Skip advert
Advertisement
Skip advert
Advertisement - Article continues below

Ora’s dual-screen infotainment system has more of a whiff of Mercedes A-Class about it, although it’s nowhere near as intuitive to use. In contrast to the 03’s bright interior and exterior, both screens’ graphics are rather dark and dingy, with a few too many sub-menus. Apple CarPlay and Android Auto come as standard and we recommend you use them because although the main display itself is pretty responsive, the native software lets it down. It’s also annoying that the climate controls are buried in the touchscreen, rather than being integrated into the row of satisfying toggle switches below.

Boot space, seating & practicality

LengthWidthHeightBoot space (seats up/down)
4,235mm1,825mm1,603mm228/858 litres

Although it may look like a mutated Fiat 500 from a distance, the Ora 03 is actually more similar in size to the slightly larger – and much more expensive – Volkswagen ID.3 and Cupra Born. The doors don’t open all that wide, but there’s plenty of head and legroom in the rear seats, with the flat floor enabling you to easily carry three abreast for short journeys.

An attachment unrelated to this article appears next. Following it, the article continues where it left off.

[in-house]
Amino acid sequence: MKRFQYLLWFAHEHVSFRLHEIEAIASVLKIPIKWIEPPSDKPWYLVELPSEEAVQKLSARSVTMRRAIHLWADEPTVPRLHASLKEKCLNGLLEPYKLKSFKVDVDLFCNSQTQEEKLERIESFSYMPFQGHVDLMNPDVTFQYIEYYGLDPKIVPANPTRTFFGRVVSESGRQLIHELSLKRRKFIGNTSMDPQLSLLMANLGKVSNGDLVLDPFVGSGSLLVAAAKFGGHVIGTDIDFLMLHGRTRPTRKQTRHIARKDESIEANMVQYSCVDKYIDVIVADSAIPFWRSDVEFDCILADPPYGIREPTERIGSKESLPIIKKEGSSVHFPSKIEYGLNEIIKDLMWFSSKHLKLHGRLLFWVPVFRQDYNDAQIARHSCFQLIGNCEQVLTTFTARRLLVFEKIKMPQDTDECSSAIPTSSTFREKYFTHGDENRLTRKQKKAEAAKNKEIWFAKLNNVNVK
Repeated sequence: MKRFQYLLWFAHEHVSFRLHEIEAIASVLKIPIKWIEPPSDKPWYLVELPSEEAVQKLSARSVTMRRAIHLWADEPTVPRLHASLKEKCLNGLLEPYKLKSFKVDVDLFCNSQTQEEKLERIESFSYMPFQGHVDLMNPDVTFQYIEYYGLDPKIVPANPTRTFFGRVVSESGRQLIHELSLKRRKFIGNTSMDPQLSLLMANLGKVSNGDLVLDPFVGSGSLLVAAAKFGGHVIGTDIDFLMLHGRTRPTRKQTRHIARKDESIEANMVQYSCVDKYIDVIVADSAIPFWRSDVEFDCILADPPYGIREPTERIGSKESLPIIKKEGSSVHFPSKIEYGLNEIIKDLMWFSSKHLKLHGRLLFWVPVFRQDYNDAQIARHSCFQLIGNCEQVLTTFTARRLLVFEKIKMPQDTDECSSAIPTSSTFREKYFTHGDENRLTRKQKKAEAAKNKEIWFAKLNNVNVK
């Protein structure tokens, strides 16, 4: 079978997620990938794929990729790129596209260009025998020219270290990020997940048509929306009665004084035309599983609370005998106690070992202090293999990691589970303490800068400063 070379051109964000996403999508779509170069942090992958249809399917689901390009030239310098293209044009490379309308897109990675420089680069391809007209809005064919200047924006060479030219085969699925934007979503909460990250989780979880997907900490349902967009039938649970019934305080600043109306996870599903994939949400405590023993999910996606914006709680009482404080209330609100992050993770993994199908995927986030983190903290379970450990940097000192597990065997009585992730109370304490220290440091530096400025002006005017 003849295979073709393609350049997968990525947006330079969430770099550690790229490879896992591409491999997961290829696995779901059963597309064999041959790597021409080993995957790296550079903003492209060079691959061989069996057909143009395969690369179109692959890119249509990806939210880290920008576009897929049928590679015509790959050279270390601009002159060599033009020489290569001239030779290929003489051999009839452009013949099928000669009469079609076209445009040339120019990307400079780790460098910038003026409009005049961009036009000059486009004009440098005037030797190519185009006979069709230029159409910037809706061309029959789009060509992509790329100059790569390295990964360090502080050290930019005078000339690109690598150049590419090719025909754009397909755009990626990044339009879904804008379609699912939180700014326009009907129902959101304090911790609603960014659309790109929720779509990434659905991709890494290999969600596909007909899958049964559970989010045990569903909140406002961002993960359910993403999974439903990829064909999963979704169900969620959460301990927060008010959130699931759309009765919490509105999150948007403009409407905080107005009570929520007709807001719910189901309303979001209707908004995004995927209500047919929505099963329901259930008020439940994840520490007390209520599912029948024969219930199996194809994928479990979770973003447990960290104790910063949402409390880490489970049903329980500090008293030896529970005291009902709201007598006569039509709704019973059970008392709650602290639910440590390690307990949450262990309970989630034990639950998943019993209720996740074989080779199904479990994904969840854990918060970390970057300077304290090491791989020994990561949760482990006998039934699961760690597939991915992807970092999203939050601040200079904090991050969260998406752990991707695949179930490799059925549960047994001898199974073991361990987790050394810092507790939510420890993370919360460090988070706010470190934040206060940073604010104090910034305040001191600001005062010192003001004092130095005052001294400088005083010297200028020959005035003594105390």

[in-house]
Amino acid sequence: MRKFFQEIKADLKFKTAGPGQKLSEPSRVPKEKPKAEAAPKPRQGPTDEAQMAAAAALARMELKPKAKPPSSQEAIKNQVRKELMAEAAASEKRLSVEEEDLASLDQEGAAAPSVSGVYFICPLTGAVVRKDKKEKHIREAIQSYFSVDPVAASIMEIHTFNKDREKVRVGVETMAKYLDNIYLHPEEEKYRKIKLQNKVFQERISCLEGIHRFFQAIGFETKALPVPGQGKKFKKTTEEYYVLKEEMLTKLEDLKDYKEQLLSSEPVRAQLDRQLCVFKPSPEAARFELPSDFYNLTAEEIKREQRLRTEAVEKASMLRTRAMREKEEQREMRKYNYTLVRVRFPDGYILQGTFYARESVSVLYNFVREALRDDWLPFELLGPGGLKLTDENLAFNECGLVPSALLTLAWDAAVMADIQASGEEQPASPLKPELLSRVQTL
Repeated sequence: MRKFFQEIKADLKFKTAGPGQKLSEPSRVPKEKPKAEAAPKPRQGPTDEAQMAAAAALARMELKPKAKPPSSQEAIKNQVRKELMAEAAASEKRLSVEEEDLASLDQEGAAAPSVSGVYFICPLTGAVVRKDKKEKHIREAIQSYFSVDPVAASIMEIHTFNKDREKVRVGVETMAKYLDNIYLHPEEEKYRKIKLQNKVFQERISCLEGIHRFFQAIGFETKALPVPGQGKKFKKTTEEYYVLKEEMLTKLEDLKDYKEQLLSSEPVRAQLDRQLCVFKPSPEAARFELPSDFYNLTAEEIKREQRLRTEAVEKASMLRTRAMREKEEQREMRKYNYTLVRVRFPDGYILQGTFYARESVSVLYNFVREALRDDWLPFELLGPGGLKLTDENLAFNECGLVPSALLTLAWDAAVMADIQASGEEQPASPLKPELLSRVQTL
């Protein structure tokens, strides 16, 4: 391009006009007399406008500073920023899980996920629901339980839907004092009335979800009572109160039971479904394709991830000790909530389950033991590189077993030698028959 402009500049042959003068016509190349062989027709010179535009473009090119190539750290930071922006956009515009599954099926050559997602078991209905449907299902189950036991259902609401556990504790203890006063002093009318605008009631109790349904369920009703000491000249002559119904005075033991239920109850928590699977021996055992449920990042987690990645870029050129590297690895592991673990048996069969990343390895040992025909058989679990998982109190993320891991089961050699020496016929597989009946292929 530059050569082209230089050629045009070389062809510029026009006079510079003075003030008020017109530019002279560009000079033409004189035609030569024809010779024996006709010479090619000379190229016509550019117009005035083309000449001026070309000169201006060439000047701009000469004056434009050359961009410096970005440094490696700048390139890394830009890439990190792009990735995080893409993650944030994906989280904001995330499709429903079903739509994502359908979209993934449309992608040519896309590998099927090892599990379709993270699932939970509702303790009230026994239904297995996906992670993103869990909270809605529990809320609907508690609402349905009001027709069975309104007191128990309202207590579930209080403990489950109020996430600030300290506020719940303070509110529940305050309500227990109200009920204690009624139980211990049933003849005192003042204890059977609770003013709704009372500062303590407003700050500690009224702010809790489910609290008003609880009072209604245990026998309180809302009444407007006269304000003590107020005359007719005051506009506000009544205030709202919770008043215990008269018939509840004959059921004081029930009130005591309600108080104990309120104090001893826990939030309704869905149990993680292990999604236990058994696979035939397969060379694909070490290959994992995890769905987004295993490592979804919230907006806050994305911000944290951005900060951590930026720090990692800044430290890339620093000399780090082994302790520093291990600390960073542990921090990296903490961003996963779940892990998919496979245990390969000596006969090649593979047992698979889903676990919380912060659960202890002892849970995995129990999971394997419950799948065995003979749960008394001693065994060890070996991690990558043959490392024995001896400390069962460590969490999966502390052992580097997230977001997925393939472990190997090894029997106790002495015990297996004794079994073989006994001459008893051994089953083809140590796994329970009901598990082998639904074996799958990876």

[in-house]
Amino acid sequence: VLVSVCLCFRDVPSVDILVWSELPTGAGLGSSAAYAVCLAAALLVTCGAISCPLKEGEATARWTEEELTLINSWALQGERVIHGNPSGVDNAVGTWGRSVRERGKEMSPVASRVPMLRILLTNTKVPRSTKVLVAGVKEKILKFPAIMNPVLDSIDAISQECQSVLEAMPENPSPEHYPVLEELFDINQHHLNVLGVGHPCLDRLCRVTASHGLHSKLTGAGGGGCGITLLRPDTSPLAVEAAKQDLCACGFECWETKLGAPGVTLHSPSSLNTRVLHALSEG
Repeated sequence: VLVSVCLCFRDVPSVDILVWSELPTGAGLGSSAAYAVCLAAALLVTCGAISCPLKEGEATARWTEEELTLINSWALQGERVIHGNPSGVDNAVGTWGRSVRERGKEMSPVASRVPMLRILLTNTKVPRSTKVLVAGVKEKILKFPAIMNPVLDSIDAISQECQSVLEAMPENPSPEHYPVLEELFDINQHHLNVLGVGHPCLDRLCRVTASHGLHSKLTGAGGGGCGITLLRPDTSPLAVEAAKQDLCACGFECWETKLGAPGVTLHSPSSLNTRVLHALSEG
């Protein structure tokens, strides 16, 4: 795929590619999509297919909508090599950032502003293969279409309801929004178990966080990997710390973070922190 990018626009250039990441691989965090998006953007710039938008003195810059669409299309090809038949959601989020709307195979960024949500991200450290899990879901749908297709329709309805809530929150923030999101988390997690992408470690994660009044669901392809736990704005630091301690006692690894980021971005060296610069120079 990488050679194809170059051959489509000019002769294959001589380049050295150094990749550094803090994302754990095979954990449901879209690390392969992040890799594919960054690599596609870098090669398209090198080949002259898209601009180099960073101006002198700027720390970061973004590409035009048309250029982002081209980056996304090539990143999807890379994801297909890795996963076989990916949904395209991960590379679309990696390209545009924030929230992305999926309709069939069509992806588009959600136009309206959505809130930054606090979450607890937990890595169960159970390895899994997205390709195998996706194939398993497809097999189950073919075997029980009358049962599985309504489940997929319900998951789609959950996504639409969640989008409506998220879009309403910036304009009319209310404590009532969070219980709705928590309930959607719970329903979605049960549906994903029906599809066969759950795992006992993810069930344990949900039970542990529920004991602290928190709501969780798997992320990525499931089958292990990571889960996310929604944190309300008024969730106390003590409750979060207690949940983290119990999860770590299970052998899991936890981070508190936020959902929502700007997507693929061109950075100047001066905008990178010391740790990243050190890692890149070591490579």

Advertisement - Article continues below

The 03’s boot, on the other hand, isn’t great, and with just 228 litres on offer, there’s not enough room to swing a Funky Cat (sorry, we couldn’t resist!). A Vauxhall Corsa Electric has a 390-litre boot, while a Kia Niro EV almost has double the amount of space, at 475 litres. Still, the Ora’s rear seats can be folded to expand space to a better-but-still-not-fantastic 858 litres.

Reliability & safety rating

We’d be surprised if you’d heard of GWM Ora before the arrival of the 03 – especially given it only formed in 2018 back in China. Therefore, there’s very little to go on in terms of reliability – the Ora is yet to have sold in large enough numbers to feature in our Driver Power customer satisfaction survey. What we can say, however, is that electric cars should, in theory, be more reliable than their petrol brethren, given they have fewer moving parts to go wrong.

Being a new entry into the market hasn’t stopped the 03 from being awarded a five-star safety rating from Euro NCAP. Standard safety kit includes autonomous emergency braking (AEB), lane-keeping assist, blind spot monitoring and a 360-degree camera system for tricky manoeuvres. Adaptive cruise control and traffic jam assist should also help you feel like the cat that’s got the cream in bumper-to-bumper traffic.

Skip advert
Advertisement